Every time I walk into The Cloud Room, I remind myself to breathe. Inhale one, two, three. Exhale one, two, three. It’s a stage direction I’ve included in my plays more than once—a necessary one because it’s a reminder to trust, to let go, to be vulnerable. This Capitol Hill co-working space is more than a place to gather and share new work. It’s also the place where I’ve shared my most vulnerable work: new pages from a script that terrifies me, its creator. Inhale one, two, three. Exhale one, two, three.
When Sara Keats, Umbrella Project’s director of dramaturgy, told me she was starting a writers’ group, I was immediately interested. I’d been kicking around the idea of writing a play about the fanaticism of college football and the way campuses address rape allegations when players are involved.
Most of my plays come from a place of rage and Rushing was no different. I’d read Missoula by Jon Krakauer and Unsportsmanlike Conduct by Jessica Luther, two books that report on sexual violence at the hands of Division I football players. I spoke with mentors about the topic—including one playwright who’s made his career on the football as hero’s journey story—and everyone was very encouraging. But I’m a playwright—a particularly anxious one. And no matter how much encouragement I receive, it’s not going to change the fact that I ultimately need to write the play alone. And, for this play, that was a terrifying idea. Which is why, when Umbrella Project accepted me into their inaugural Writers Group, I knew that this was the play I wanted to write.
Umbrella Project’s work stems from a philosophy of radical dramaturgy. For Sara Keats, that means a flexible, dynamic and anti-oppressive artistic practice that marries more traditional dramaturgical practices with producing, advocating for and generally being incredibly involved in a new play’s journey from first page to final production.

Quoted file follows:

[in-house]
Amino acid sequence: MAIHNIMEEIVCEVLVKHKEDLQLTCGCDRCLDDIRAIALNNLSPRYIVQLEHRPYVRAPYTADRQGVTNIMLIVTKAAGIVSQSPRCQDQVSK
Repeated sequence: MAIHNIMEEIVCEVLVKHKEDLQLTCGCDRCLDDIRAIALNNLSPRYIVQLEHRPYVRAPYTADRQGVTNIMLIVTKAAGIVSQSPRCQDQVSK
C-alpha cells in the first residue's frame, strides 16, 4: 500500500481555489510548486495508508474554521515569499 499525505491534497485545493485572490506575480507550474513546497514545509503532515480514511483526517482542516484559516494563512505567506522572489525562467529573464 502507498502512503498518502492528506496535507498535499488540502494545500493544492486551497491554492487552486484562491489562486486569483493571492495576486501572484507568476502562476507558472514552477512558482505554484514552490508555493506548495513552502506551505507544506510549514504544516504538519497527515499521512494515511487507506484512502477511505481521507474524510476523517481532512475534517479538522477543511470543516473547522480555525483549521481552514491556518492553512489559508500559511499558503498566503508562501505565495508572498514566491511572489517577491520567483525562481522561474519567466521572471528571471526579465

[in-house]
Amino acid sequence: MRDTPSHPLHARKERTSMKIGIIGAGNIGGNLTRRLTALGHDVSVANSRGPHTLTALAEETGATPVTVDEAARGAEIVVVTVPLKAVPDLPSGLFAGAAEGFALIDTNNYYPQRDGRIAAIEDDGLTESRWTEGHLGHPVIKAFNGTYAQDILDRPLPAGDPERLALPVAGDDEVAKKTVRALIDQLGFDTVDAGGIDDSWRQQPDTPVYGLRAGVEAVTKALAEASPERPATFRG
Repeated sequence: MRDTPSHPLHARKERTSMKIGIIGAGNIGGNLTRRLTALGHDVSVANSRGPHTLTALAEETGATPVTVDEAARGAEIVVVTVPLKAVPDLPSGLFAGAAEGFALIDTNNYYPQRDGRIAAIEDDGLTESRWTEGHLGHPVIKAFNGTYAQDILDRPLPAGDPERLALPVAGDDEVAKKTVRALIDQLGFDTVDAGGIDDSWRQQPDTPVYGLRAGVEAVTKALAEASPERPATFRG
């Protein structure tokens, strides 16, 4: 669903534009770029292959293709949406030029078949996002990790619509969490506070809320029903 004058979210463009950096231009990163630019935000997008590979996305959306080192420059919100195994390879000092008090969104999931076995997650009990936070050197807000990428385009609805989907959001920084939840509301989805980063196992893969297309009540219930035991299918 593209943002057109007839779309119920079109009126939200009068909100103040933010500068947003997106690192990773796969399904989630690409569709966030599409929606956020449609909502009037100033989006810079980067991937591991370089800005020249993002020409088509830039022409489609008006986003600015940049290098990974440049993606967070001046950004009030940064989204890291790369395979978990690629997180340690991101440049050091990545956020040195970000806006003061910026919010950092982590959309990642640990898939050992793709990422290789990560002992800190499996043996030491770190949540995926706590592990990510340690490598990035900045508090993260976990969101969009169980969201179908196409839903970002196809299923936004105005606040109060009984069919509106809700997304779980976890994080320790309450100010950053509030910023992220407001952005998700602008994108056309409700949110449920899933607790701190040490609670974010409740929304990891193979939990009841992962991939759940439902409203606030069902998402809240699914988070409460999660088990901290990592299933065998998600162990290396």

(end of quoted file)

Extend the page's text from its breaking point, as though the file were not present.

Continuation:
“The Umbrella Project Writers Group was, in a lot of ways, a natural outgrowth of our mission as an organization,” Keats said. “Umbrella Project is all about serving plays and playwrights, and we think the best way to do that is to inspire and empower new play dramaturgs.”
She added that most good playwrights have a dramaturgical streak within them, one that’s often activated within the confines of a writers’ group. But it’s a different experience altogether to be part of a cohort solely as a dramaturg.
“The biggest difference between Writers Group at Umbrella Project and other script development opportunities is that the dramaturgs are there from the beginning,” Keats said.
In addition to the sheer amount of dramaturgical support, Keats is proud of the flexibility the Writers Group timeline offers. While I used the February to December calendar to write a first draft of Rushing, Seayoung Yim used our monthly meetings to get feedback on Summoning Frankie, a play that was produced at Seattle Public Theater. Now that the show has closed, she’s oscillating between bringing in new drafts and starting a completely new play. Meme García is working on an adapted play but paused midway through to bring in new pages of House of Sueños in advance of their 18th & Union and Bumbershoot performances. And Brandon J. Simmons came into the Writers Group with a play he’d been simmering on for a long time—but ultimately decided to start writing an entirely new play just a few months before our showcase.
Simmons says that the most challenging part of the Writers Group is his struggle to simply write.
“Having space and time to work on a piece I’ve been struggling with for years allowed me to actually explore the limits of the idea before moving on to something more interesting,” Simmons said. “Goldberg is no longer nagging at the back of my brain. It’s effectively been put to rest, and I have space for new ideas.”
Yim applied to the Writers Group because she’s always admired the artists who make up Umbrella Project. She’s found that the most rewarding part has been meeting other playwrights and digging into their artistic processes.
“I have worked with Erin Bednarz, the director of engagement, on previous productions of my play Do It for Umma and she’s an amazing delight,” Yim said. “I’ve found the Umbrella Project folks are a brilliant and kind group, so I knew I would really enjoy working with them.”
Summoning Frankie, the play she’s spent the most time with in Writers Group, is a nod to the wizarding world of Harry Potter. It’s a comedy about a magical school, but it’s also a play that tackles classism, gender and the politics surrounding school funding.
“Writing about wizardry is something completely foreign to me, but I’ve been surprised how much I enjoyed making magical elements up,” Yim said. “It’s also the first time I’ve written for an all youth cast and it was really challenging and fun to write for that age group.”
García applied to the Writers Group because they wanted to see how other playwrights work and what their process is like.